The High Court of Australia will soon decide if sperm donors can also be dads.
Australia’s highest court is set to hear a landmark case, the outcome of which will re-define what exactly it means to be a parent.
The case involves two girls, their mother, and the man who is the eldest child’s biological father.
Pseudonyms are being used in the proceedings to protect the privacy of the family.
The man is going through the court system in an attempt to block the mother of his biological daughter from moving overseas with her partner and the children.
The man claims that that his role in the lives of the girls has always been more than that of a ‘sperm donor’.
According to the man, he and the children’s mother had been friends for 20 years when together they devised a plan that would allow the woman to become a mother.
She was, at the time, in a same-sex relationship with her current partner.
According to the man, he agreed to father the child on the condition he could be ‘a dad’.
He cut the umbilical cord of the girl and claims he has been in her life ever since, attending countless ballet rehearsals and other childhood events.
His name is on her birth certificate and she and her sister, who is not his biological offspring, both call him ‘daddy’.
According to the man, the first time he heard himself referred to as a sperm donor was when he took legal action to prevent the women from moving oversees.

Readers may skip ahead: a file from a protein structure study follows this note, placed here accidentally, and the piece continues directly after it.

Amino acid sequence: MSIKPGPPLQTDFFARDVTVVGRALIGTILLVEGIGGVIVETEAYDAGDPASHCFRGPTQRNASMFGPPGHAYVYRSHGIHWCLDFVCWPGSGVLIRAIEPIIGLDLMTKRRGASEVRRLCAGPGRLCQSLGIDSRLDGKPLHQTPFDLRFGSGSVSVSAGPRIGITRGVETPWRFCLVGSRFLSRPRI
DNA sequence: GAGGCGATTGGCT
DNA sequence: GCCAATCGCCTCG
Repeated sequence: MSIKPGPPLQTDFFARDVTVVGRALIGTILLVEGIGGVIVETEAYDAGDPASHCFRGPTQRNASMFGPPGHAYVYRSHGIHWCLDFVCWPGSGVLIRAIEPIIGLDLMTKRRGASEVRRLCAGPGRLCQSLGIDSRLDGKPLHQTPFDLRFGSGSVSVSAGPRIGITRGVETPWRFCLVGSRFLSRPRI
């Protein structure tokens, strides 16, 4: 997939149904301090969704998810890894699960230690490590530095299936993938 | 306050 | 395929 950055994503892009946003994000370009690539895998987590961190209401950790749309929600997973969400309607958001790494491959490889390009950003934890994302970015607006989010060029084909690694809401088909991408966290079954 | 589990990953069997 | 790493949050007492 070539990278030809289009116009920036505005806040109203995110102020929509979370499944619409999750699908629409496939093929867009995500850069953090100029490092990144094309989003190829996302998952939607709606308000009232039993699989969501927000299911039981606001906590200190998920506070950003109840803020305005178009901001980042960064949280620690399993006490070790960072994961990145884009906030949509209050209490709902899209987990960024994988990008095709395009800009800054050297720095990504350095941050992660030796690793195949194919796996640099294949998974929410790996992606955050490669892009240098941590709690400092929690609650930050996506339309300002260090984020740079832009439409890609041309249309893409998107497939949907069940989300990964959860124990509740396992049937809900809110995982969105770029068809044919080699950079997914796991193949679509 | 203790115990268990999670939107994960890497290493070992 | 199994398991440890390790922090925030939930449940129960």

The case has highlighted an inconsistency in the laws that cover sperm donation in NSW.
Under NSW state law, a sperm donor is presumed not to be the father of any child conceived using his sperm unless he is the husband or de facto partner of the mother.
However, Commonwealth laws do not define the rights of a sperm donor if the mother does not have a partner at the time of conception.
Initially, the Family Court found in that the man was the father of the girl, due to his intentions at the time of her conception, his involvement in her life and his genetic contribution.
But the full Family Court overturned the finding, deciding that the state act should be applied and Mr Masson could not be considered the girl’s parent.
The outcome of the High Court case could have widespread ramifications for same sex couples, many who use known donors who remain present in the lives of the offspring.
The case also highlights the dangers of entering into informal sperm donation agreements.